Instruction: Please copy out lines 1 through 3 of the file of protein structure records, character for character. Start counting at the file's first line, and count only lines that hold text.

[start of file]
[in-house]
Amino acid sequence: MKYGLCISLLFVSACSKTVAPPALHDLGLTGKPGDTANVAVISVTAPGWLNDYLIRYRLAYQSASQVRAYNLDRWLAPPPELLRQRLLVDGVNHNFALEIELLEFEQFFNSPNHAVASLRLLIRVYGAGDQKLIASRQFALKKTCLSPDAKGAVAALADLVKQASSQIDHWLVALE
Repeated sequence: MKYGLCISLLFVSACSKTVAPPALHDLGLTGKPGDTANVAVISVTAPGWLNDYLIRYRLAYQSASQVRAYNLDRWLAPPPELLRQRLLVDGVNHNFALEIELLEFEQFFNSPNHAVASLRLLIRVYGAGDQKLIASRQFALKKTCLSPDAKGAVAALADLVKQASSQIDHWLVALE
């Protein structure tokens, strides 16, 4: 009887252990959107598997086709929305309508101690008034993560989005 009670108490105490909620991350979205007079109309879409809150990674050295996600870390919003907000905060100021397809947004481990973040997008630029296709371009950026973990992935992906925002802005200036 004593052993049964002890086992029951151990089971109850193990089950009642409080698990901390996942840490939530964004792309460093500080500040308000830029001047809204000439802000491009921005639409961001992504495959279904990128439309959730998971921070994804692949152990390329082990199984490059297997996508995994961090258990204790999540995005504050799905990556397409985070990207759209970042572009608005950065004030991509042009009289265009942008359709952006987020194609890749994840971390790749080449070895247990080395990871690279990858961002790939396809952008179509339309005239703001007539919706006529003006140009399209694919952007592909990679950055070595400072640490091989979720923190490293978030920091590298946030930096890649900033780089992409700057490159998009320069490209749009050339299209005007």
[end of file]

[in-house]
Amino acid sequence: MKYGLCISLLFVSACSKTVAPPALHDLGLTGKPGDTANVAVISVTAPGWLNDYLIRYRLAYQSASQVRAYNLDRWLAPPPELLRQRLLVDGVNHNFALEIELLEFEQFFNSPNHAVASLRLLIRVYGAGDQKLIASRQFALKKTCLSPDAKGAVAALADLVKQASSQIDHWLVALE
Repeated sequence: MKYGLCISLLFVSACSKTVAPPALHDLGLTGKPGDTANVAVISVTAPGWLNDYLIRYRLAYQSASQVRAYNLDRWLAPPPELLRQRLLVDGVNHNFALEIELLEFEQFFNSPNHAVASLRLLIRVYGAGDQKLIASRQFALKKTCLSPDAKGAVAALADLVKQASSQIDHWLVALE